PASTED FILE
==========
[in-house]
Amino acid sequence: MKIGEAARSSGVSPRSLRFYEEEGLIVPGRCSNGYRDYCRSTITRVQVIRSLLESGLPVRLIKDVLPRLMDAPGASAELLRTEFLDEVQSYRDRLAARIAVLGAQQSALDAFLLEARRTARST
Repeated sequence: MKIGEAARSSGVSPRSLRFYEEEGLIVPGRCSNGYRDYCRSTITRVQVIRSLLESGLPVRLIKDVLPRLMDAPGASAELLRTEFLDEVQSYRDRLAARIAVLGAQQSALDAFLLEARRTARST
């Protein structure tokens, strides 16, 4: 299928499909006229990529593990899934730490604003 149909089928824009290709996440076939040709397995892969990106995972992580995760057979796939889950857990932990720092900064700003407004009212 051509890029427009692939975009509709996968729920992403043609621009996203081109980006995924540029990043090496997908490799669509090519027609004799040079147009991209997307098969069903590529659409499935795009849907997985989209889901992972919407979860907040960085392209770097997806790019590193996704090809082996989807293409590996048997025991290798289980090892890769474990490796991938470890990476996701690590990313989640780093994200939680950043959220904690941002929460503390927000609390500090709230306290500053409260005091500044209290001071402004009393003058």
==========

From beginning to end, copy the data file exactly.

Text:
[in-house]
Amino acid sequence: MKIGEAARSSGVSPRSLRFYEEEGLIVPGRCSNGYRDYCRSTITRVQVIRSLLESGLPVRLIKDVLPRLMDAPGASAELLRTEFLDEVQSYRDRLAARIAVLGAQQSALDAFLLEARRTARST
Repeated sequence: MKIGEAARSSGVSPRSLRFYEEEGLIVPGRCSNGYRDYCRSTITRVQVIRSLLESGLPVRLIKDVLPRLMDAPGASAELLRTEFLDEVQSYRDRLAARIAVLGAQQSALDAFLLEARRTARST
């Protein structure tokens, strides 16, 4: 299928499909006229990529593990899934730490604003 149909089928824009290709996440076939040709397995892969990106995972992580995760057979796939889950857990932990720092900064700003407004009212 051509890029427009692939975009509709996968729920992403043609621009996203081109980006995924540029990043090496997908490799669509090519027609004799040079147009991209997307098969069903590529659409499935795009849907997985989209889901992972919407979860907040960085392209770097997806790019590193996704090809082996989807293409590996048997025991290798289980090892890769474990490796991938470890990476996701690590990313989640780093994200939680950043959220904690941002929460503390927000609390500090709230306290500053409260005091500044209290001071402004009393003058």